I have no idea who those children are. They piled out of a van at the Fort Raleigh National Historic Site, wearing vests covered with Junior Ranger badges. I was so impressed that I asked their father if I could take their pictures.
How does the National Park Service interpret a site when there’s nothing physical to interpret?
Fort Raleigh National Historic Site protects the site of the Lost Colony that landed here in 1587.
By definition, there’s nothing to show. On top of it, the visitor center is under repairs and there’s only a temporary visitor center where several posters have been hung.
I am on Roanake Island between the Outer Banks and the North Carolina mainland. This was where Virginia Dare, the first American child, was born in 1587. To interpret this site, it takes enthusiastic interpreters like Ranger Rob Bolling and Robin Davis of Eastern National, who has lived on the island for over 30 years. I’m the only person at the Visitor Center this morning and Robin takes me aside to tell me the story.
Sir Walter Raleigh sponsored several expedition into the new world. The first two Roanoke expeditions were expeditions of men. They were looking for resources and to raid Spanish ships and went back to England. Raleigh never came to North America because Queen Elizabeth I didn’t want to lose him.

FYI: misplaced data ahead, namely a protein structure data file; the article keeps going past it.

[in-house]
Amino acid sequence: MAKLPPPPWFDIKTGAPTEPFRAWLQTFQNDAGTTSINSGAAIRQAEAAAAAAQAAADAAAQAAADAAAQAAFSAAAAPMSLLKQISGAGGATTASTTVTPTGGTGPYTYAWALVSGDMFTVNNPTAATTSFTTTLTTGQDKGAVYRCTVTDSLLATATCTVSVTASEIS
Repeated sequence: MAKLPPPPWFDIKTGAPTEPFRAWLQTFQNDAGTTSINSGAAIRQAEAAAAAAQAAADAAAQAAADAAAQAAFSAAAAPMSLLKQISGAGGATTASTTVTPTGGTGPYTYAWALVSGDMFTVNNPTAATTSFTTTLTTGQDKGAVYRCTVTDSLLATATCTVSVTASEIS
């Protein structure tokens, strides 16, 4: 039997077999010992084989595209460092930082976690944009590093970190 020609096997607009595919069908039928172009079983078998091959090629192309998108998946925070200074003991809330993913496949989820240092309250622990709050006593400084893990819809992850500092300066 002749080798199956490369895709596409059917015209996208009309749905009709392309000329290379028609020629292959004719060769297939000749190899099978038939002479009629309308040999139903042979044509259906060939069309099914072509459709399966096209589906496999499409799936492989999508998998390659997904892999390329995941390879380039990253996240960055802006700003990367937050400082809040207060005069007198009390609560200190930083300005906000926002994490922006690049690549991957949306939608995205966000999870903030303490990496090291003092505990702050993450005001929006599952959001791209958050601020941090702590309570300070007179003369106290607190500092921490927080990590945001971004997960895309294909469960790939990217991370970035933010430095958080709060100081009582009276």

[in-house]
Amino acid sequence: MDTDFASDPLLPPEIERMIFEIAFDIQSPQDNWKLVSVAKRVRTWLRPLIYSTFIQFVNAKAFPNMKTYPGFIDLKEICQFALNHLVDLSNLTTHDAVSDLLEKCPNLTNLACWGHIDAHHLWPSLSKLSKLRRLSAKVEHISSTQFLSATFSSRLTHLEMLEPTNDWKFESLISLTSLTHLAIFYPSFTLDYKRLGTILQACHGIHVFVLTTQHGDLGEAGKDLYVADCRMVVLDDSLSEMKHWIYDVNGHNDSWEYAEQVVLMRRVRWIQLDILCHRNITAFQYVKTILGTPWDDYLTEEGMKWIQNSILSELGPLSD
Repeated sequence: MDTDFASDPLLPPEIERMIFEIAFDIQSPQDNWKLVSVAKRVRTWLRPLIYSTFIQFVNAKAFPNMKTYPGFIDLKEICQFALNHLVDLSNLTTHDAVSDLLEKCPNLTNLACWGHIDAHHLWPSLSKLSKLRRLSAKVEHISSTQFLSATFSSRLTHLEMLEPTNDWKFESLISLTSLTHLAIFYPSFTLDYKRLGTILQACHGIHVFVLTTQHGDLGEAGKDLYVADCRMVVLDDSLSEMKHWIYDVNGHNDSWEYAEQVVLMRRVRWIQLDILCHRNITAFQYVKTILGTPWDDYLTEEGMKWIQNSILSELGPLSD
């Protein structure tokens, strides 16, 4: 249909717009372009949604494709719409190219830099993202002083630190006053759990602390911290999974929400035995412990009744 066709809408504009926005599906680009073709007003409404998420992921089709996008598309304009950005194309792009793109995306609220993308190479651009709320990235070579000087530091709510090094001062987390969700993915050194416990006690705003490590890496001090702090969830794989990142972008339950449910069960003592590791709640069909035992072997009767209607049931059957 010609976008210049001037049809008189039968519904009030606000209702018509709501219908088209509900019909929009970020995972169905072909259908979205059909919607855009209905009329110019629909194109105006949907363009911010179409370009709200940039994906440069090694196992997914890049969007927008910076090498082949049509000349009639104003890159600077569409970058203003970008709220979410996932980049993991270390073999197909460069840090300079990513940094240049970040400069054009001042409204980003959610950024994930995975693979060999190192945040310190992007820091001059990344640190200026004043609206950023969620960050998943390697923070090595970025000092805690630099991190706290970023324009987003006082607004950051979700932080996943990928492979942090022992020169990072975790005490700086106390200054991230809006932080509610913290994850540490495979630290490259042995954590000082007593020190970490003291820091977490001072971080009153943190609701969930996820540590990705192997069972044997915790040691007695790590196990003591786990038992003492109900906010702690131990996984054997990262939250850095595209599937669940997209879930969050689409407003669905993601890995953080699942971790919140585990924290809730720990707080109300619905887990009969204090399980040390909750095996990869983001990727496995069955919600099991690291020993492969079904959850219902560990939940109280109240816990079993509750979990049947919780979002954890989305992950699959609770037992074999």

On the third voyage in 1587, 117 people came to settle here including women and children. They were supposed to go to Chesapeake Bay but their captain said that he wasn’t going any further so they were dumped here.
It sounds like the equivalent of “You’ll figure it out”. But they were not self-sustaining and asked their leader, John White, to return to England to get more supplies.
When White returned after three years (1590), he found no one. Nothing but the letters CROATAN carved in a tree. Does that mean that the colonists went with the Croatan Indians? The mystery remains.
A short trail took me to Albemarle Sound with a small beach. I passed some earthenworks where archeologists are digging hoping to get some answers about the fate of the Lost Colony. I also passed the three children on a bench working quietly on another Junior Ranger badge.
Close by are the Elizabethan Gardens, 10 acres of beautiful gardens, immaculately manicured.
The gardens were started by a women’s garden club and officially opened on Virginia Dare’s birthday, August 18,
1960 in 1960. It has an Elizabethan design with modern plants. That’s Elizabeth, the First, on the right.
The Sunken Gardens is the center of the Elizabethan Gardens design, with the fountain in the center. It’s a cross design with an enclosed walkway. At the time, Elizabethan gardens were inspired by Italian designs.
I was there on the day of the Royal Wedding. I was conscious of the number of visitors with British accents but they seemed more preoccupied with the past than with the wedding that had just occurred. The only Brit I spoke to about the wedding was the woman at the Garden store.
All the comparisons were with Charles and Diana’s wedding, 30 years ago. Diana would have been over 50 years old, Would she have tried to upstage Princess Katherine?